Above: filmmaker Stanley Nelson Jr. speaks to North Carolina Central University students and faculty prior to the screening of his film “Tell Them We Are Rising: The Story of Black Colleges and Universities” on Jan. 11, 2018. Photo courtesy of Daniel Hargrove. The moment Stanley Nelson Jr. walked into room 338 of the Farrison-Newton Communications
Above: filmmaker Stanley Nelson Jr. speaks to North Carolina Central University students and faculty prior to the screening of his film “Tell Them We Are Rising: The Story of Black Colleges and Universities” on Jan. 11, 2018. Photo courtesy of Daniel Hargrove.
The moment Stanley Nelson Jr. walked into room 338 of the Farrison-Newton Communications Building, the eyes of NCCU students and faculty were glowing with excitement.
Nelson, an award-winning American documentarian, director and multimedia producer, came to N.C. Cenral University earlier this month to promote and screen his upcoming film, “Tell Them We Are Rising: The Story of Black Colleges and Universities.” It features footage from NCCU’s May 2017 commencement ceremonies alongside other HBCUs across the nation.
The documentary, the second in a three-part series called “America Rising” and the centerpiece of a yearlong multi-platform effort called HBCU Rising, “examines the impact historically black Colleges and universities (HBCUs) have had on American history, culture and national identity.”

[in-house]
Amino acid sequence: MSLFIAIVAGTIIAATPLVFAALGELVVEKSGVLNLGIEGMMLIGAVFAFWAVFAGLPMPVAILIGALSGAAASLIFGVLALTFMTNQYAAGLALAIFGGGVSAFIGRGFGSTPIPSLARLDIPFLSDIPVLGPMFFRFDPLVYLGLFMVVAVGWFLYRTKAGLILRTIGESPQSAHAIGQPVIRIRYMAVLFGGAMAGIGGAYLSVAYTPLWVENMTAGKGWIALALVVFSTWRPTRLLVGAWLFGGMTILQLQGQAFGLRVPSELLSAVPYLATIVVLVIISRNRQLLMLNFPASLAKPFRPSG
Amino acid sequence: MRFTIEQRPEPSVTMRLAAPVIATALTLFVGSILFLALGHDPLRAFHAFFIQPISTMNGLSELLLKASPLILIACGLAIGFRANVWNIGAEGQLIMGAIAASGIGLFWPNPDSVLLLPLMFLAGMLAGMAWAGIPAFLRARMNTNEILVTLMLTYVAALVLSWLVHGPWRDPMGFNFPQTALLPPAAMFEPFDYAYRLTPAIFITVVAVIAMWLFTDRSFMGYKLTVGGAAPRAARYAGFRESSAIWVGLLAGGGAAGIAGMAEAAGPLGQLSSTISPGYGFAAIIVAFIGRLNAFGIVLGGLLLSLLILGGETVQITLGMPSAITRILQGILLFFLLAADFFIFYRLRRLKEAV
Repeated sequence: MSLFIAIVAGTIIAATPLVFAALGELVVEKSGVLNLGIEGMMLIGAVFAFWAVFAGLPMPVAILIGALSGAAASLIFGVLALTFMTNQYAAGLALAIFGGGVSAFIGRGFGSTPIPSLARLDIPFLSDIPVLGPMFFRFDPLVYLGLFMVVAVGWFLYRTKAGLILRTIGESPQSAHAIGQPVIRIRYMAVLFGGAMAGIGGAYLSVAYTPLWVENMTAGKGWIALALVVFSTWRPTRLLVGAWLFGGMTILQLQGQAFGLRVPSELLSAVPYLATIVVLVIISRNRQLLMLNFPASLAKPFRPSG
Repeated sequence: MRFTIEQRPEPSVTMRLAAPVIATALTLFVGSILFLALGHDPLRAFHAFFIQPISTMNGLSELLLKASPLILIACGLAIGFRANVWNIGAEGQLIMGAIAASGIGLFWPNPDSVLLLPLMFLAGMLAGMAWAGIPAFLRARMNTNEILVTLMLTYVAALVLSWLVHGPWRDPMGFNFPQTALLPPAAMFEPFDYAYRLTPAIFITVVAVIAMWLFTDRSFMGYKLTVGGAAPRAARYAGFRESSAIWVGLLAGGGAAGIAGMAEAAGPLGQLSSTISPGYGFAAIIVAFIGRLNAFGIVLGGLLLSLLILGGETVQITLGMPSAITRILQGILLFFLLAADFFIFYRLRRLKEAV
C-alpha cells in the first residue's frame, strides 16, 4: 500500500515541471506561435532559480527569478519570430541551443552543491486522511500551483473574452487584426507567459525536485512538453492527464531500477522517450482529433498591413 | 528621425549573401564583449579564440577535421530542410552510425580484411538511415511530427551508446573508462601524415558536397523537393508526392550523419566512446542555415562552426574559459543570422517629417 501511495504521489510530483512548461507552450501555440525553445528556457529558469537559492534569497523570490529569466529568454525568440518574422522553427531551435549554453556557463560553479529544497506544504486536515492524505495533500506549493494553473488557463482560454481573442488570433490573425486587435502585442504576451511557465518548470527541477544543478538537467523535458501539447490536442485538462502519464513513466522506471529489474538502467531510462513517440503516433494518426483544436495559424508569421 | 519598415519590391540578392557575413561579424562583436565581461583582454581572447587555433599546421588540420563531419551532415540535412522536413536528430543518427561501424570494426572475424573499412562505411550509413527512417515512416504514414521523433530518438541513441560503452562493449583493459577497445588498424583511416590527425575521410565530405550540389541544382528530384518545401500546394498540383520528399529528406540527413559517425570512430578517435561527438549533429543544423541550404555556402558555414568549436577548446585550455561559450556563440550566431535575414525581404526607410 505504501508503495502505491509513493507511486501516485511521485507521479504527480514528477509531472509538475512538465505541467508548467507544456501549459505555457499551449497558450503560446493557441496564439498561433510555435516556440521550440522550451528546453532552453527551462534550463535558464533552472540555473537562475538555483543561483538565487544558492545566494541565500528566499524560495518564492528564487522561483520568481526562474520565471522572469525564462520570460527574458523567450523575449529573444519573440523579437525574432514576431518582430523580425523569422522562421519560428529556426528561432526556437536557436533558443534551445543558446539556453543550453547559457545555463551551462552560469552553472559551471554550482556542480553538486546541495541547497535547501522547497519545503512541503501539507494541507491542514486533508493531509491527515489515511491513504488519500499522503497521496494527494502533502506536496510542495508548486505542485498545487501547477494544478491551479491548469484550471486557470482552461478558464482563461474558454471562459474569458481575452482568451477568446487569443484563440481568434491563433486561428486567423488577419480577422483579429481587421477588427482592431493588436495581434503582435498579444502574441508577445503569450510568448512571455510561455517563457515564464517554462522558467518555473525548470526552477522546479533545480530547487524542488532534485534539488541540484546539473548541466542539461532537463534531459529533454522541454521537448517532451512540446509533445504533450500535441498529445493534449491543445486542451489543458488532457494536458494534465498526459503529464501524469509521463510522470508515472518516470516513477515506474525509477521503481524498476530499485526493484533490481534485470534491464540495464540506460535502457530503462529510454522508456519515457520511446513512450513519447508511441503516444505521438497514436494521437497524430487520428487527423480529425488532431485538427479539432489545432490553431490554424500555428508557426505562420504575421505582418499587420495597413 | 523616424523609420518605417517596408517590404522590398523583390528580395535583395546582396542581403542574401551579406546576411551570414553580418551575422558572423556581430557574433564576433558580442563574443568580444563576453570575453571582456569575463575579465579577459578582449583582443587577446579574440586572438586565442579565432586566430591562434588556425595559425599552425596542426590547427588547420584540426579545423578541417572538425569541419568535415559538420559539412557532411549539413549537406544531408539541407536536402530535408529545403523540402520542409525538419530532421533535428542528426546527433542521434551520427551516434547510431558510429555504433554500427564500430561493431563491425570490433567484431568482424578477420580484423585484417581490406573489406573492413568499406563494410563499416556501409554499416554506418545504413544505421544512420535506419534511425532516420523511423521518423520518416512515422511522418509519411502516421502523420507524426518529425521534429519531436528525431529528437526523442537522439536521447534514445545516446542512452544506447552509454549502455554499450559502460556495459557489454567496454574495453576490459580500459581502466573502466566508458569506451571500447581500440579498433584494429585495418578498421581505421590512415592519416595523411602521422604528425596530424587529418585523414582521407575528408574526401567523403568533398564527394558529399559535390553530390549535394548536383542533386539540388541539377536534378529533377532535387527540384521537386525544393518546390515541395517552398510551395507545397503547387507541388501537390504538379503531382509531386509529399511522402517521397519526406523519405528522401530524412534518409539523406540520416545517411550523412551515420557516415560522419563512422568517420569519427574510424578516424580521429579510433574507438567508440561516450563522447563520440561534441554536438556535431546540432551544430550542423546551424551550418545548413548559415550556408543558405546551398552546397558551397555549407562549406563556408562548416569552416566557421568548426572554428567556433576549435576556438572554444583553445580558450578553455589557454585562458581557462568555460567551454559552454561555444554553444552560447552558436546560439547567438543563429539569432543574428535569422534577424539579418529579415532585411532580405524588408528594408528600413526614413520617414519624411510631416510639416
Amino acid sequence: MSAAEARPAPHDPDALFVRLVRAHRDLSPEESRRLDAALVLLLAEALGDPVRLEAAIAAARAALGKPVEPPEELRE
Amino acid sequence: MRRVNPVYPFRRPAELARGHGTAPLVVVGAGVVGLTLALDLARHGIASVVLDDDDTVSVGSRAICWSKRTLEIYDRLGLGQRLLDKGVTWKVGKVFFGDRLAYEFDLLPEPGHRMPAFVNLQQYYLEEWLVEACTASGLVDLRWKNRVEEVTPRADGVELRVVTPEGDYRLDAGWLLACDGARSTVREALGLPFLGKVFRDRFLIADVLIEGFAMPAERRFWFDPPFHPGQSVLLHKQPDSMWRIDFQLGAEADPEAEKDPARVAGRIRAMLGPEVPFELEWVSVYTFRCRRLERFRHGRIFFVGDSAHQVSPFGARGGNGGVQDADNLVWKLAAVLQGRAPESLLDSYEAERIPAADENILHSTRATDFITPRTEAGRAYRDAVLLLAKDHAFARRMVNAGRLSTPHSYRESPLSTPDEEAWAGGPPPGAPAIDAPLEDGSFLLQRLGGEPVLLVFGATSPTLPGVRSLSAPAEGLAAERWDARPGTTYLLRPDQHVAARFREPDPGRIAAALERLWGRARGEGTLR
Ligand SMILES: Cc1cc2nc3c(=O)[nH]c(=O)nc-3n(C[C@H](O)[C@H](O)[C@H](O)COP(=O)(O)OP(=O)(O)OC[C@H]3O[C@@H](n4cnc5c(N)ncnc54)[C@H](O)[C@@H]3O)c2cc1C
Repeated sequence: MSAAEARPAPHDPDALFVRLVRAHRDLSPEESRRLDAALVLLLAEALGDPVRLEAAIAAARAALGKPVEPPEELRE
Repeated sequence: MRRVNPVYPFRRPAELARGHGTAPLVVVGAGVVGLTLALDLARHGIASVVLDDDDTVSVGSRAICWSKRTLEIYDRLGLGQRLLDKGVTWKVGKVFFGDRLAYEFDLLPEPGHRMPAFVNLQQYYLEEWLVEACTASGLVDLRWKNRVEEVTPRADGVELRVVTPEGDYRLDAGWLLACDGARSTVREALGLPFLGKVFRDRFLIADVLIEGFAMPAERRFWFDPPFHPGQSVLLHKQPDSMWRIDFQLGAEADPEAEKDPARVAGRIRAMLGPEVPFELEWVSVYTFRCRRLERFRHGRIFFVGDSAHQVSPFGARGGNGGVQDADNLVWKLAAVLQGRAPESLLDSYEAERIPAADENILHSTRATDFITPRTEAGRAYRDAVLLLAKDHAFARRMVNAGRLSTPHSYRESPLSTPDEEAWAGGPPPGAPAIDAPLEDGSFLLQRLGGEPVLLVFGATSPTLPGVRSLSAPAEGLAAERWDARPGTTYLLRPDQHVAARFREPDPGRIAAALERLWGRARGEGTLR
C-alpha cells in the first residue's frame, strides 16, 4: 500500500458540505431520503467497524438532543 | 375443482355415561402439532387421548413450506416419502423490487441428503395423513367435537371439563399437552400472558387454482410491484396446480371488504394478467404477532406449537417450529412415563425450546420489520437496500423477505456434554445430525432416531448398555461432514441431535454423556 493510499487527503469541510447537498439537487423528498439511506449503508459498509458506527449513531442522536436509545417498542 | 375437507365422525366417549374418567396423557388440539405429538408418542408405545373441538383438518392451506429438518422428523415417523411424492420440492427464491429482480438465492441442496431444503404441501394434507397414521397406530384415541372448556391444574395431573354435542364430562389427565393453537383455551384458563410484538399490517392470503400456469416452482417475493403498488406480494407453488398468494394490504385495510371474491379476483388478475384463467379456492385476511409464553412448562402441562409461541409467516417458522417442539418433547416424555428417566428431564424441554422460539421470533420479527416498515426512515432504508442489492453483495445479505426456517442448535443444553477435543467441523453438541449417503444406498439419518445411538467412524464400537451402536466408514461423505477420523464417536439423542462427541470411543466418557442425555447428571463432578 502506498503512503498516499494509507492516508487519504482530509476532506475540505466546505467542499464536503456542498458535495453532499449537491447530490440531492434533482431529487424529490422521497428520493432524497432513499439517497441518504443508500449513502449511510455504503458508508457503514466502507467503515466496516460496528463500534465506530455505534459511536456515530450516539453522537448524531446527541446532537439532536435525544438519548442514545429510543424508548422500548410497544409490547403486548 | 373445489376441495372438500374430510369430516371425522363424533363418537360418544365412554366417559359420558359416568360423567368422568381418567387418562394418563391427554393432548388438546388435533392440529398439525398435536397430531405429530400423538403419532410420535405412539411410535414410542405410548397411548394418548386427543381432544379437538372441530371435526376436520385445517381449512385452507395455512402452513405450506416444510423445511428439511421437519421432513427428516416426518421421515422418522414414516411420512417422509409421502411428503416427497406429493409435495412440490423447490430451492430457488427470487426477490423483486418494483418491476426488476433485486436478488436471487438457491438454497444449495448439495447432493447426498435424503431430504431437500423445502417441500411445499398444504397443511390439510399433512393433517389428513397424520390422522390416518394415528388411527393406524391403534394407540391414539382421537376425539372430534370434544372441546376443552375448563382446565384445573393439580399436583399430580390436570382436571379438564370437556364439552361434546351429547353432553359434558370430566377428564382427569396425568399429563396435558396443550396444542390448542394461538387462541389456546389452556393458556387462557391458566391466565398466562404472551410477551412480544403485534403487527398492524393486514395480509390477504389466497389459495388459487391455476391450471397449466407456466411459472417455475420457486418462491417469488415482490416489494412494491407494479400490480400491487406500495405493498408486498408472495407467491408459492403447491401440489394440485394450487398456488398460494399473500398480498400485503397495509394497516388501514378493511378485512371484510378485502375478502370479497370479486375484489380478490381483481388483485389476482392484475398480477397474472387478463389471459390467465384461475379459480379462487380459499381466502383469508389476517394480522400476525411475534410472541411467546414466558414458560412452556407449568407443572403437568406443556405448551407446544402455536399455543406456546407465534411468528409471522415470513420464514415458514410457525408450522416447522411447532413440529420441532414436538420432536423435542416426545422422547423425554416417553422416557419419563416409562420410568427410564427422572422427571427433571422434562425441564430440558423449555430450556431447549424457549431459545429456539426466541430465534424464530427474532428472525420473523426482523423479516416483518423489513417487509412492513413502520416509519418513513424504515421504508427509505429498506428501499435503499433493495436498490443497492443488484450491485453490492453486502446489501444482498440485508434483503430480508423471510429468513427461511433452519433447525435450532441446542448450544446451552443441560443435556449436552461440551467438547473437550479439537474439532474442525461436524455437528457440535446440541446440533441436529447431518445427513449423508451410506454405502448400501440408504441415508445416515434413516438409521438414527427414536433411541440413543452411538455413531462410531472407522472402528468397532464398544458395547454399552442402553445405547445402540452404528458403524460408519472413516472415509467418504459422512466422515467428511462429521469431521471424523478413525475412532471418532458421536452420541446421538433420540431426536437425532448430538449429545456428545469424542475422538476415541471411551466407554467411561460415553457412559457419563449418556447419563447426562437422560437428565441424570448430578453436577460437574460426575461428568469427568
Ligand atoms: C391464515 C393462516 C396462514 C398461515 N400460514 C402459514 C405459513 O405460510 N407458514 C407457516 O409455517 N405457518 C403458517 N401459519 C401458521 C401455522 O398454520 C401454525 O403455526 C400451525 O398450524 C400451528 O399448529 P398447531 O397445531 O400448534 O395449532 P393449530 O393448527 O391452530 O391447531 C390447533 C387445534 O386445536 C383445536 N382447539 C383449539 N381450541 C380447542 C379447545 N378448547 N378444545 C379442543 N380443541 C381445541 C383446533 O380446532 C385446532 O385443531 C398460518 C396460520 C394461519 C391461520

Nelson told those gathered in the classroom that it took five years to raise the money for the film from organizations like the National Endowment for the Humanities, the Corporation for Public Broadcasting and 2 additional years to complete filming before the editing process began.
However, some of the archival footage hit home harder in the current political climate.
On Nov. 16, 1972, Southern University students Leonard Brown and Denver Smith were shot and killed outside of the Old Auditorium on the university’s Baton Rouge, La., campus. Their deaths were due in part to rising tensions between student activism groups and the administration, which brought in the National Guard to quell the students’ protests.
“It’s a story that most people don’t know,” Nelson said. “What happened is that we found actual footage of these two students getting killed—you actually see them get shot on camera.”
When asked why he chose to pursue a career in film, Nelson told his audience that he first went to college to avoid the Vietnam War draft in 1969. Once he began attending, he realized that he had no idea what he wanted to do. That didn’t stop him from getting what he wanted.
“I knew I wanted to do something artistic, and then I started going into film (classes),” Nelson explained. “I ended up liking it.”
From there, Nelson attained an apprenticeship with documentarian William Greaves before transitioning into a production role at PBS for the TV series “Listening to America.” His first award-winning solo film credits include the 2000 documentary “Marcus Garvey: Look for Me in the Whirlwind,” which won first place overall at the Black Filmmakers Hall of Fame in 2001 and best documentary at the 2002 Black International Cinema Awards.
While those in attendance at NCCU didn’t view “Tell Them We Are Rising” that afternoon, they were invited to a 6 p.m. screening that evening in the H.M. Michaux Jr. School of Education auditorium, where Nelson answered similar questions following the film.
The documentary will air nationally on the acclaimed PBS series “Independent Lens” on Feb. 19.
More information about the documentary can be found at the HBCU Rising website. The first installment in the America Rising series, “The Black Panthers: Vanguard of the Revolution,” is available for streaming on Netflix.